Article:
The line was sometimes blurred between marketer strategies (the study interest), effectively marketing (eg "get my new book!") and blog followers management (eg "morons of the week"). This is a relatively small threat to reliability as I have been following these two blogs for over 6 months, and I have learned to detect when each of them looks for what. For instance, I realized that 2002 articles from Godin contain more links to/comments about external sources than nowadays's articles, and Gevlon's September 2008 articles had a less cynical tone and nearly each of them contained WoW everyday life screenshots. Even some of Gevlon's rants about bad groups were softer (well OK, World of Retardcraft was a particularly harsh post...). I guess people tend to speak more about themselves when they multiply by 100 their number of readers.

One can argue that me picking up myself particular post quotes to make my point introduces a severe bias. I think it was not: if we take a blog as a long and recurrent interview about various topics, quoting particular article lines was no different from selecting excerpts from traditional interviews. At the first glance, I found analyzing blog articles was a methodology that gave even more freedom to the analyzed individuals than unstructured interviews. Indeed, these bloggers have been writing spontaneously about what they want. I was definitely not obtrusive and there was no possible Hawthorne effect. However, there was no control of the data materials.

Finally, I have only considered the anonymous and somewhat basic Auction House trade chanel as it was the only one mentioned by Gevlon. I did not look at other possible trade chanels (friends, guild ...). I might be wrong, but I do not think that VW marketers can massively use other chanels than the one specifically designed for trading by the game designers, ie the Auction House for WoW. I agree that for Second Life, where people sell goods they created themselves to each other, one should not only take into account the B2C trade chanels, but also the C2C ones.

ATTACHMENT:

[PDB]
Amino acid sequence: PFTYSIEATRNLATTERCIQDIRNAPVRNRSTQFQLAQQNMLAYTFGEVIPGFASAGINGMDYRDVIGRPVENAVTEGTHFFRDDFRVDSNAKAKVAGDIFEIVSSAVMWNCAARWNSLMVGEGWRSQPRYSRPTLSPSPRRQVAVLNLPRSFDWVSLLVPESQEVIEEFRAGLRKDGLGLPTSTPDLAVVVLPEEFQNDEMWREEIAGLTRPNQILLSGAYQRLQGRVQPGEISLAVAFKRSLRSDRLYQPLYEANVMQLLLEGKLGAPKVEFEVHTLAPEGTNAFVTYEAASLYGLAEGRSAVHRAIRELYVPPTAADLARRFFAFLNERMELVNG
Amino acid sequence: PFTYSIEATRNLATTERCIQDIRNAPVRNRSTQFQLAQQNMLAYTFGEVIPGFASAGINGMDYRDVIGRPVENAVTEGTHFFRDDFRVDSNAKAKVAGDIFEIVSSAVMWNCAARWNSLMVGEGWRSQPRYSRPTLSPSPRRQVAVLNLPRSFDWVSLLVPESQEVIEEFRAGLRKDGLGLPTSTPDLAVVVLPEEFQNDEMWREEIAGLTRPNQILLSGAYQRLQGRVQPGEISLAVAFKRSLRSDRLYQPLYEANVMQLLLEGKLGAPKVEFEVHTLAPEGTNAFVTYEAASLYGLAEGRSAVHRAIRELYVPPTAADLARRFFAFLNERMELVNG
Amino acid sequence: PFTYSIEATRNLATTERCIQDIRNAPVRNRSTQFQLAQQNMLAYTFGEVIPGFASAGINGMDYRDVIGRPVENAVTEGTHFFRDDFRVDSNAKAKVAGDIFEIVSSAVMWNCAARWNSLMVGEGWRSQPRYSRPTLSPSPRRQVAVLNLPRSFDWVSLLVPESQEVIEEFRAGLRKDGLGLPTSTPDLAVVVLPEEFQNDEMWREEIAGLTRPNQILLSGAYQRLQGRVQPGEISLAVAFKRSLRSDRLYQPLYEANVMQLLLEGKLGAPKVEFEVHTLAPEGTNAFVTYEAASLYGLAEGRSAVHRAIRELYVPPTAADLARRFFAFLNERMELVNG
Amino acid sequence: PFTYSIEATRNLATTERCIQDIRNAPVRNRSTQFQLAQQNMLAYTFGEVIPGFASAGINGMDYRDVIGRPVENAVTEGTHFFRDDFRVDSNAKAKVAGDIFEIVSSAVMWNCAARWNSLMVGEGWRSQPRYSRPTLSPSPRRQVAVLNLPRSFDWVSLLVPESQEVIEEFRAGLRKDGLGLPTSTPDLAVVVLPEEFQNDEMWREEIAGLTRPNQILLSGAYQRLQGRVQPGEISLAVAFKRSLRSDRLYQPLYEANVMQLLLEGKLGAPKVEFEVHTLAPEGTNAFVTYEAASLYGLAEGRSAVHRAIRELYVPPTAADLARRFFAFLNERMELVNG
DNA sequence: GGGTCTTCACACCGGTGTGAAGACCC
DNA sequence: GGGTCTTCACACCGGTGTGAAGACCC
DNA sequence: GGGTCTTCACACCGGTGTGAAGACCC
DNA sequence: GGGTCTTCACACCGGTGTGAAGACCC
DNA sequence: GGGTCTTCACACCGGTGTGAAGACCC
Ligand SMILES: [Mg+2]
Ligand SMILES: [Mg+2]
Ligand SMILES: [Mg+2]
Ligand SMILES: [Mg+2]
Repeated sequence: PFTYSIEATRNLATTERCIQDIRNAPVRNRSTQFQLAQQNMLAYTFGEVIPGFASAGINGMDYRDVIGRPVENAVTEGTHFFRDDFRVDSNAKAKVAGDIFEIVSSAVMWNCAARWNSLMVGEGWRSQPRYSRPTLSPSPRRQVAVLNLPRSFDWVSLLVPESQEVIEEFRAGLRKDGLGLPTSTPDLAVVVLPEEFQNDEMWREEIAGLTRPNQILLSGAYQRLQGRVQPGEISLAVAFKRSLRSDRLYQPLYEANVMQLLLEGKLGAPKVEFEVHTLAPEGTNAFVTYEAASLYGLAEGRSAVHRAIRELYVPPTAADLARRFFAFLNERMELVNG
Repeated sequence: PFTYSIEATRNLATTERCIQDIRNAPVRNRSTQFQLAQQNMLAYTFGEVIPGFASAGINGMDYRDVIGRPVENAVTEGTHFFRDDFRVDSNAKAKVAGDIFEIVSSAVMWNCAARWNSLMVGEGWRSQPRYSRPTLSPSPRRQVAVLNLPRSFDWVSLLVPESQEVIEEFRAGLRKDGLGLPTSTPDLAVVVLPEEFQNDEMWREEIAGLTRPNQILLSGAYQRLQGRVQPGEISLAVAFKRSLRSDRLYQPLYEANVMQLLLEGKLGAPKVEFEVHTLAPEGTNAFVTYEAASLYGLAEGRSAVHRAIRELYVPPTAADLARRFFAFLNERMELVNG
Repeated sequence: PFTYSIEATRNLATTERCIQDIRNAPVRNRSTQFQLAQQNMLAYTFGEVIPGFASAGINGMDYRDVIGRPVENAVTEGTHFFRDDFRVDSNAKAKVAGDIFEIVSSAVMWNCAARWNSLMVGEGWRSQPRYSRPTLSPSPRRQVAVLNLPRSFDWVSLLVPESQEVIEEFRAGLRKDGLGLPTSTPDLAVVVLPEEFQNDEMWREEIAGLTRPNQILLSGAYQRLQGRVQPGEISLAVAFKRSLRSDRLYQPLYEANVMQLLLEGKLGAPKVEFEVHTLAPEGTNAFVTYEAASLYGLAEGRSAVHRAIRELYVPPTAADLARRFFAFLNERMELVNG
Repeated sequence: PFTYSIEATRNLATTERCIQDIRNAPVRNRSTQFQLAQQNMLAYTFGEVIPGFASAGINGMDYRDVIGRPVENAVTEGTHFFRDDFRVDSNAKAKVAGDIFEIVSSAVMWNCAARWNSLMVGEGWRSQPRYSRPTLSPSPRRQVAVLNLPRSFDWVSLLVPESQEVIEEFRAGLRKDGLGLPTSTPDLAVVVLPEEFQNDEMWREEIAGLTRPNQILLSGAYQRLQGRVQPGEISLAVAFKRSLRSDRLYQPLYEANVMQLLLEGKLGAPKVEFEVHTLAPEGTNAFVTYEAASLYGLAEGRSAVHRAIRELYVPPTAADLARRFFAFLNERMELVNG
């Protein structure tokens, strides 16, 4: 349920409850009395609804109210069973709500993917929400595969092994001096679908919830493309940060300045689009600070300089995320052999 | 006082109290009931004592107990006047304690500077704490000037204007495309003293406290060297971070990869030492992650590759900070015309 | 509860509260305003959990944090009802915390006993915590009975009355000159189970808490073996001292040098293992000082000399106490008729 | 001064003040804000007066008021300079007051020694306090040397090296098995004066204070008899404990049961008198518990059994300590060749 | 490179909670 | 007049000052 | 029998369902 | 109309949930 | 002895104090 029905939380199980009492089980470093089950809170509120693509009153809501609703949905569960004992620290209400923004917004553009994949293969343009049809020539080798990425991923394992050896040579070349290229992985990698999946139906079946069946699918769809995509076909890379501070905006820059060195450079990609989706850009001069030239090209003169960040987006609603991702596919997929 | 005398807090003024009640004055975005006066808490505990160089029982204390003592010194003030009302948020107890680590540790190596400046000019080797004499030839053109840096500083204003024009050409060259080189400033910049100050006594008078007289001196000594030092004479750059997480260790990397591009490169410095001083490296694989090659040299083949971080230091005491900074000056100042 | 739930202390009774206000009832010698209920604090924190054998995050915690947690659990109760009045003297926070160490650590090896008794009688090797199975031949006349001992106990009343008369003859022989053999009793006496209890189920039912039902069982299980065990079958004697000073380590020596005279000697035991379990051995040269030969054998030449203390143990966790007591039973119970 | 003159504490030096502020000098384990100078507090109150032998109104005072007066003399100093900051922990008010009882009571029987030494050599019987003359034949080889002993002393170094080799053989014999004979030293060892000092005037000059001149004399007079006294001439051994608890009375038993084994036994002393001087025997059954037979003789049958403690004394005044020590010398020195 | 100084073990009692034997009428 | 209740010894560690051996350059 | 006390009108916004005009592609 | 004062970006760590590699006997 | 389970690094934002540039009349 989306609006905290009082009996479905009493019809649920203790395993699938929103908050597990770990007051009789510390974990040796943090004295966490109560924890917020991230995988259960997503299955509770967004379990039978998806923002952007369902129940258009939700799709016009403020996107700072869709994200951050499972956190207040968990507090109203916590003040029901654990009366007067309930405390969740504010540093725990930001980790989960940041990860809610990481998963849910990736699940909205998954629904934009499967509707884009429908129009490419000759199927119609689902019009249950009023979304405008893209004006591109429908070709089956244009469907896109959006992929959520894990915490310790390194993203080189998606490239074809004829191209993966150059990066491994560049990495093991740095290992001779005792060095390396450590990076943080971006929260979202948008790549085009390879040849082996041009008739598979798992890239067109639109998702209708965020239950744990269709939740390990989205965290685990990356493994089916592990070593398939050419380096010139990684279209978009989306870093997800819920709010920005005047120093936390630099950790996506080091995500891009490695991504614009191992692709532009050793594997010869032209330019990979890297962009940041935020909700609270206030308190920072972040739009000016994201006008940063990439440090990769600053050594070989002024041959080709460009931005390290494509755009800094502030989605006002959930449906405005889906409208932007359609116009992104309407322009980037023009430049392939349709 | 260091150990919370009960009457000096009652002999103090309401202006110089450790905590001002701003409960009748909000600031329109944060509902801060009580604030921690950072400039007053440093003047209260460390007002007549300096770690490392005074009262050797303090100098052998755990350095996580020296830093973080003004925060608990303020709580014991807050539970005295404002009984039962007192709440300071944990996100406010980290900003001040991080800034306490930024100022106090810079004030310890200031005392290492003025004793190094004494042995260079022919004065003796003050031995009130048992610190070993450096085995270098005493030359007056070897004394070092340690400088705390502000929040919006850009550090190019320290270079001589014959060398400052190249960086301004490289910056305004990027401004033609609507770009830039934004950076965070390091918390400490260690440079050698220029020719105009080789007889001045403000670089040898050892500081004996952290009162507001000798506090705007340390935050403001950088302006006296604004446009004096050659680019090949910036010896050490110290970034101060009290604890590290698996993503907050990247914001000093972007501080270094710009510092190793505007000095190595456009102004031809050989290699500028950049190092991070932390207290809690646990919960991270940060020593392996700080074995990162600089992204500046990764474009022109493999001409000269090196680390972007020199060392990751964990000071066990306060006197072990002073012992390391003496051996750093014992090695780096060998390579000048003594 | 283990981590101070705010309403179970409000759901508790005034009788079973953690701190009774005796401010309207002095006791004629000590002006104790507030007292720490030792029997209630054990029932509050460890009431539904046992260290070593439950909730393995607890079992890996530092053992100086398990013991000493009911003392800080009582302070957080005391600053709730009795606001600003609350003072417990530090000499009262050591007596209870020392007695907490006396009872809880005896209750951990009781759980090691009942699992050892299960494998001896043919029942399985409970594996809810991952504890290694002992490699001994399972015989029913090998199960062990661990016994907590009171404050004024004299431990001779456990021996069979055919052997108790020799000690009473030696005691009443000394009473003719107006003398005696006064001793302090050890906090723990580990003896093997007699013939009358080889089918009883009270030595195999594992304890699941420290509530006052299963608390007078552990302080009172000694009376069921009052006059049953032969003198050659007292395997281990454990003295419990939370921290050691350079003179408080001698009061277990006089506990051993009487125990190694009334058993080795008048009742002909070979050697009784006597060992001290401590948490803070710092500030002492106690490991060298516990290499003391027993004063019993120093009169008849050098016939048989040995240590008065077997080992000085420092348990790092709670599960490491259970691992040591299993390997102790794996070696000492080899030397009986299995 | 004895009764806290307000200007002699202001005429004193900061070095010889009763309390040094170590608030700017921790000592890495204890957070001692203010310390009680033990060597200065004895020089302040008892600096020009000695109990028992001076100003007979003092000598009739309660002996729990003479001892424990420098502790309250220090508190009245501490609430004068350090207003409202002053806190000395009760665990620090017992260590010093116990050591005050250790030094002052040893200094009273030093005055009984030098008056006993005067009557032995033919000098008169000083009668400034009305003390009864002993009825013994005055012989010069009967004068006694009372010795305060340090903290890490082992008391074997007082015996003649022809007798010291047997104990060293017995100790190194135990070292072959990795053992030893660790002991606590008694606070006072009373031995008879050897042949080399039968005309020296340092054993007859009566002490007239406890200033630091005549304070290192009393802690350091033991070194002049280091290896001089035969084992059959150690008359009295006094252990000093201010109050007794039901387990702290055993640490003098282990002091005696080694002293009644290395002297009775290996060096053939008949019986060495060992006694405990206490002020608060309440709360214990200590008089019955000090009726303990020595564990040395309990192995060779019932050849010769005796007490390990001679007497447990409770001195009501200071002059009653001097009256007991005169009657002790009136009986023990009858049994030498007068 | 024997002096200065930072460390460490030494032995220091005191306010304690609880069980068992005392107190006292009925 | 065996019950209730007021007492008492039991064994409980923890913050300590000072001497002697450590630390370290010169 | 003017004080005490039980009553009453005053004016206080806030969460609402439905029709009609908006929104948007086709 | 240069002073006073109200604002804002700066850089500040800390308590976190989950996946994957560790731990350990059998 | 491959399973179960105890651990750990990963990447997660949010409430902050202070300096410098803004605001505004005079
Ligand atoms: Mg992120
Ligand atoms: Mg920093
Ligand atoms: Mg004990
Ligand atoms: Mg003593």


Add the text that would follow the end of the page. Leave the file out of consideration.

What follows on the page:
I have tried to keep in mind the mapping principle framework suggested by Williams throughout the study. Although the methodology of this short comparison of RL and WoW marketer strategies could largely be improved, I have found interesting mapping and non-mapping results in the direcionality VW to RL. Cutomer relationships do not exist in WoW because the current trade system was designed so that consumers can buy the cheapest item from any one at any time, independently of their previous purchase. However, some WoW strategies mentioned by Gevlon such as niches marketing seem to map to the RL strategies mentioned by Godin.

I do not pretend having done any top-research-quality work with this short study. Although I have tried not to spend too much time on this post, I have also tried to be as critical as possible, particularly concerning the methodology. Collecting quotes from blog posts was much more difficult than collecting data from interviews. Google Search mastery and Google Reader sometimes helped finding relevant posts, but this study took very VERY much time and did not bring that many satisfying results.

In the end, I think the mapping framework helped keeping in mind particular issues (eg motivations), but I do not think it should be taken as an article template to follow blindly.

Edit: Tobold, a WoW player, found in January 2010 that current posts from Gevlon contradict the ones Gevlon posted a year ago.